6/09/2011 1:45pm, #21
OSU, I will work through it. I'm stubborn as hell. :}
Pretty used to people making a lot of snap judgments about me because of my weight too. I won't let them stop me from living my life, working out, eating healthy, being happy, or anything else I choose to do. I would say if anybody doubted how hard I work that they could come visit the dojo and see, but that's gonna have to wait about half a year now. :/
Guess I'll start lifting weights.
*edit* My sensei just showed up to take me to the doctor's. He's wearing a Winnie the Pooh shirt, lol. <3
Last edited by Evergrey; 6/09/2011 1:50pm at .
6/09/2011 1:57pm, #22
On a non-medical note:
Don't let the break in training get you down. If you're used to being physically active it can be depressing and frustrating to have to sit back and heal.
Work with your doc or a trained sport therapist to find an activity you can do safely while you heal.
Anecdote - during the weeks before I got back to boxing I went in to the school and worked on wrist locks and knife disarms. Sitting on the mat. It wasn't what I wanted to do, but it kept me engaged and allowed me to observe the classes without feeling like a useless sack."Never trust a quote you read on the internet" - Abraham Lincoln
6/09/2011 2:16pm, #23
- Join Date
- May 2010
- TKD & HKD
I earned myself a Grade 2 MCL tear in my right knee two weeks ago. I feel your pain as I had just started a training and diet regimen to get jacked by the end of summer. Now I'm stuck in a soft brace for the next few months while I do physical therapy and ride a stationary bike.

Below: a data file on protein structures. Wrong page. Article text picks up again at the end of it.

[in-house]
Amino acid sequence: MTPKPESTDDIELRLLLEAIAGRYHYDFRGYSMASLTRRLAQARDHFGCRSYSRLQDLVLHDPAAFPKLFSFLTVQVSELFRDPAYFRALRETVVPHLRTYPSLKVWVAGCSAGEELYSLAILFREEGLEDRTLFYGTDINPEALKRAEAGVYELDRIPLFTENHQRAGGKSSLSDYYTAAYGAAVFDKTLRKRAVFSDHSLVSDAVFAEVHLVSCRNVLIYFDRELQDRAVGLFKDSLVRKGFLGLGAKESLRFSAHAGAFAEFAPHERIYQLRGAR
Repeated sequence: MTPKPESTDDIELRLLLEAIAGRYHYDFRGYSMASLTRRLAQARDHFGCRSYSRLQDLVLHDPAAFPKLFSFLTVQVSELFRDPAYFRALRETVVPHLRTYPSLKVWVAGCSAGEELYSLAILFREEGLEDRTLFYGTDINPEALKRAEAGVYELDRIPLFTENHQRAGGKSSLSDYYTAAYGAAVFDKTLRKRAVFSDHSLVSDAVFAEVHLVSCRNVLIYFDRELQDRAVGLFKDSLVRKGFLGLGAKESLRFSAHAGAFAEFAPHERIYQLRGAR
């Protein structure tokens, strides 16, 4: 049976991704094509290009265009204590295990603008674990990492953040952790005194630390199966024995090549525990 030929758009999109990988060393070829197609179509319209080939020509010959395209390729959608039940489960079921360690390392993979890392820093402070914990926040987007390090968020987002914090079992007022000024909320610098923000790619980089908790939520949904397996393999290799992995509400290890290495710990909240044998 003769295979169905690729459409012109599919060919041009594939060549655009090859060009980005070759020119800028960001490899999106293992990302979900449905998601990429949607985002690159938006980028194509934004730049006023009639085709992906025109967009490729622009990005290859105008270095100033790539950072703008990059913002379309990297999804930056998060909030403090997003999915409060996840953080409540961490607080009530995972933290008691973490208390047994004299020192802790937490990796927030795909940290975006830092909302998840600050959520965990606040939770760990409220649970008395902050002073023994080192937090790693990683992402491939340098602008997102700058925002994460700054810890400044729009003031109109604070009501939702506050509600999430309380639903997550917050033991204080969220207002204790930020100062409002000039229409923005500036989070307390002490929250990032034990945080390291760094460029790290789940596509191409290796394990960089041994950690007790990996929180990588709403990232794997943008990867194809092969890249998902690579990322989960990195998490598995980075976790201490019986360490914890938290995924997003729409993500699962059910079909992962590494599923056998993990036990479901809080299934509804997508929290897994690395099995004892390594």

Most people had it right with the "x-ray, MRI, surgery (if needed), and physical therapy" suggestions. Don't forget your rest, ice, and elevation for a while to get all that swelling down. My doc also prescribed me naproxin to help with the swelling.
Good luck with everything and don't get down on yourself. I already caught myself snapping at a coworker for no reason, went and did some pushups and sit ups until I was tired and felt much better.
6/09/2011 6:59pm, #24
I almost smacked a lady with my crutches at costco today, heh. She was standing in the pharmacy line in her way too huge vomited on by a bedazzler sunglasses, texting, and instead of letting me by to the bench, she made me hobble my gimpy self around her. In with the Buddah, out with the Hitler, heh. I think people often just have no awareness of anything going on around them. Or maybe it's just apathy. Wasn't worth it to start anything though... I get really short tempered when I'm injured.
Sitting still is really hard for me. I was a gymnast when I was young, and as an adult I'd hike around in the hills for hours, climb up and down cliffs, go dancing, whatever. When I got my back injury and I lost the ability to do just about everything, I really realized how much I'd taken for granted. Like being able to put on your own damned chonies. Or being able to wash yourself. Or roll over onto your side.
I mean ****, my mom was kind enough to come up and stay with me after my surgery. It was really awesome of her, but she had to wash me. You know it's no big deal when you're 1 year old, right? But then I was 27 and I realized, damn it, my mom is going to have to wash my vagina. You know what, that's not so okay. I admit I kind of struggled with that. Heh. You never think something like that is going to be a necessity as an adult, but then bam, something happens and you're completely robbed of all your dignity. So when she came up, I said "mom, I'm having a bit of trouble here, and I'm gonna show you this."
So now we still laugh about Gwen.
But yeah, I couldn't do anything. I was in so much pain, and I was just about completely immobile for a while there. I'd stare at my bottle of pain pills and think "I could make it stop, if I just swallowed all of these." But I decided if I had any kind of a chance to walk again, I was going to fight like hell for it.